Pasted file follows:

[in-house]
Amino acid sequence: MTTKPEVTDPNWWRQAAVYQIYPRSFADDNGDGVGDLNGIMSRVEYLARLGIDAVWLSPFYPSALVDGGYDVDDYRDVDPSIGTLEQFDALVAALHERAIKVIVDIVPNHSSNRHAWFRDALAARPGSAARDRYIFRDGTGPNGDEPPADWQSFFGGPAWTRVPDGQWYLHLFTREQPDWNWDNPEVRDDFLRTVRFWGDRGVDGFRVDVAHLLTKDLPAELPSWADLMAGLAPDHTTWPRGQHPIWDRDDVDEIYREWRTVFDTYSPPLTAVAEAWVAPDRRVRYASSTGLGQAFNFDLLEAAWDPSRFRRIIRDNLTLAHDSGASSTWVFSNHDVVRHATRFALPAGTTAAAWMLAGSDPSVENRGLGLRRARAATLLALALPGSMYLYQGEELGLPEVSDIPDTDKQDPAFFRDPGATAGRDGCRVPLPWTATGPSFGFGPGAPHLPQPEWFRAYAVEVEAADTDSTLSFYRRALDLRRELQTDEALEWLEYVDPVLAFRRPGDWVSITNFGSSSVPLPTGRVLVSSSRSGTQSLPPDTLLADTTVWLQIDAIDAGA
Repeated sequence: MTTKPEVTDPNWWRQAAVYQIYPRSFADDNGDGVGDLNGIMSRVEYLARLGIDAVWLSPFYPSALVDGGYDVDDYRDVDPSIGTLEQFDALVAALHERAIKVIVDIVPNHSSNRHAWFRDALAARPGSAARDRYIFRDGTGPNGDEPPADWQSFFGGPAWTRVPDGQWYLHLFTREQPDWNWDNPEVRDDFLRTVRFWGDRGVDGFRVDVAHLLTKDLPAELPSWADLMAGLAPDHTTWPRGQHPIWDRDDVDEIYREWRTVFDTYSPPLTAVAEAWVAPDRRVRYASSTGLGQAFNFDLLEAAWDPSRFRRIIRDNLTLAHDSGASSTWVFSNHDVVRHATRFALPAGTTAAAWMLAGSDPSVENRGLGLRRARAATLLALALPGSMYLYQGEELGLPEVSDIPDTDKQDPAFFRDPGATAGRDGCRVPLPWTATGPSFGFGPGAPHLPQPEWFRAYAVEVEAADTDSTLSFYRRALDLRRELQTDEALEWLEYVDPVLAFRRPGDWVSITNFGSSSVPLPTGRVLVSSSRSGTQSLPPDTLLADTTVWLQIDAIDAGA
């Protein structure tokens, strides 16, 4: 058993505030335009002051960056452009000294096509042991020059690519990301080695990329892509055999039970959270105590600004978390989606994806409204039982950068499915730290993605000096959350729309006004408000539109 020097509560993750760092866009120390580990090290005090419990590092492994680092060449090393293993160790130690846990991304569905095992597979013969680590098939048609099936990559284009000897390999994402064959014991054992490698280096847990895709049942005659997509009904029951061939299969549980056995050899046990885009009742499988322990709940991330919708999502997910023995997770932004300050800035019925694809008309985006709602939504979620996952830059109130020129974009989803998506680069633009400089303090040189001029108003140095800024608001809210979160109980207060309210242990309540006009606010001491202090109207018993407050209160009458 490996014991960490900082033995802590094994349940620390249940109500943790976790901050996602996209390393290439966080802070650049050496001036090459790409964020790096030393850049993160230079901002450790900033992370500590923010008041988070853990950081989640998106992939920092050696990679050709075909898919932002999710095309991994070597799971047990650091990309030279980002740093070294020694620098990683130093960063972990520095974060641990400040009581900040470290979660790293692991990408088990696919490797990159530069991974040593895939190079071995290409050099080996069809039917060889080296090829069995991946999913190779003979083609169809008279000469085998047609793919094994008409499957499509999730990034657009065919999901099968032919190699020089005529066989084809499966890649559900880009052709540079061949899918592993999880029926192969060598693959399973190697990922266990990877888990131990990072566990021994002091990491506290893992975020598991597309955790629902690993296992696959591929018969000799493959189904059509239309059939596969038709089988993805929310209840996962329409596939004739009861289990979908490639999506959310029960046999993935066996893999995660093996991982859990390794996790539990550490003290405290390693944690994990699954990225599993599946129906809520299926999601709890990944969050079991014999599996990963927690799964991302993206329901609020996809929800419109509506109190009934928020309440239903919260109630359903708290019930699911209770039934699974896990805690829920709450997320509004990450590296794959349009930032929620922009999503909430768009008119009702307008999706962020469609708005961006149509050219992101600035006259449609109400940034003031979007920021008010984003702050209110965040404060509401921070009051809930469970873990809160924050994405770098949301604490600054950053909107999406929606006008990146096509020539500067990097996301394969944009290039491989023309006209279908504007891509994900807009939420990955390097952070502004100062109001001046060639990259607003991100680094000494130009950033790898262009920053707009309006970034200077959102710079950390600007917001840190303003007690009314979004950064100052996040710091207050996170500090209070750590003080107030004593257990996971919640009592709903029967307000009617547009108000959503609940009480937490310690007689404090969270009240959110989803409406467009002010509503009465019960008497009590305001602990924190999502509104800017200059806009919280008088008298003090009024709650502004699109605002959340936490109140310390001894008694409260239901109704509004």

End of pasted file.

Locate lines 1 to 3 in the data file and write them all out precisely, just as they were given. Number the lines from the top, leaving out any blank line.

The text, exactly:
[in-house]
Amino acid sequence: MTTKPEVTDPNWWRQAAVYQIYPRSFADDNGDGVGDLNGIMSRVEYLARLGIDAVWLSPFYPSALVDGGYDVDDYRDVDPSIGTLEQFDALVAALHERAIKVIVDIVPNHSSNRHAWFRDALAARPGSAARDRYIFRDGTGPNGDEPPADWQSFFGGPAWTRVPDGQWYLHLFTREQPDWNWDNPEVRDDFLRTVRFWGDRGVDGFRVDVAHLLTKDLPAELPSWADLMAGLAPDHTTWPRGQHPIWDRDDVDEIYREWRTVFDTYSPPLTAVAEAWVAPDRRVRYASSTGLGQAFNFDLLEAAWDPSRFRRIIRDNLTLAHDSGASSTWVFSNHDVVRHATRFALPAGTTAAAWMLAGSDPSVENRGLGLRRARAATLLALALPGSMYLYQGEELGLPEVSDIPDTDKQDPAFFRDPGATAGRDGCRVPLPWTATGPSFGFGPGAPHLPQPEWFRAYAVEVEAADTDSTLSFYRRALDLRRELQTDEALEWLEYVDPVLAFRRPGDWVSITNFGSSSVPLPTGRVLVSSSRSGTQSLPPDTLLADTTVWLQIDAIDAGA
Repeated sequence: MTTKPEVTDPNWWRQAAVYQIYPRSFADDNGDGVGDLNGIMSRVEYLARLGIDAVWLSPFYPSALVDGGYDVDDYRDVDPSIGTLEQFDALVAALHERAIKVIVDIVPNHSSNRHAWFRDALAARPGSAARDRYIFRDGTGPNGDEPPADWQSFFGGPAWTRVPDGQWYLHLFTREQPDWNWDNPEVRDDFLRTVRFWGDRGVDGFRVDVAHLLTKDLPAELPSWADLMAGLAPDHTTWPRGQHPIWDRDDVDEIYREWRTVFDTYSPPLTAVAEAWVAPDRRVRYASSTGLGQAFNFDLLEAAWDPSRFRRIIRDNLTLAHDSGASSTWVFSNHDVVRHATRFALPAGTTAAAWMLAGSDPSVENRGLGLRRARAATLLALALPGSMYLYQGEELGLPEVSDIPDTDKQDPAFFRDPGATAGRDGCRVPLPWTATGPSFGFGPGAPHLPQPEWFRAYAVEVEAADTDSTLSFYRRALDLRRELQTDEALEWLEYVDPVLAFRRPGDWVSITNFGSSSVPLPTGRVLVSSSRSGTQSLPPDTLLADTTVWLQIDAIDAGA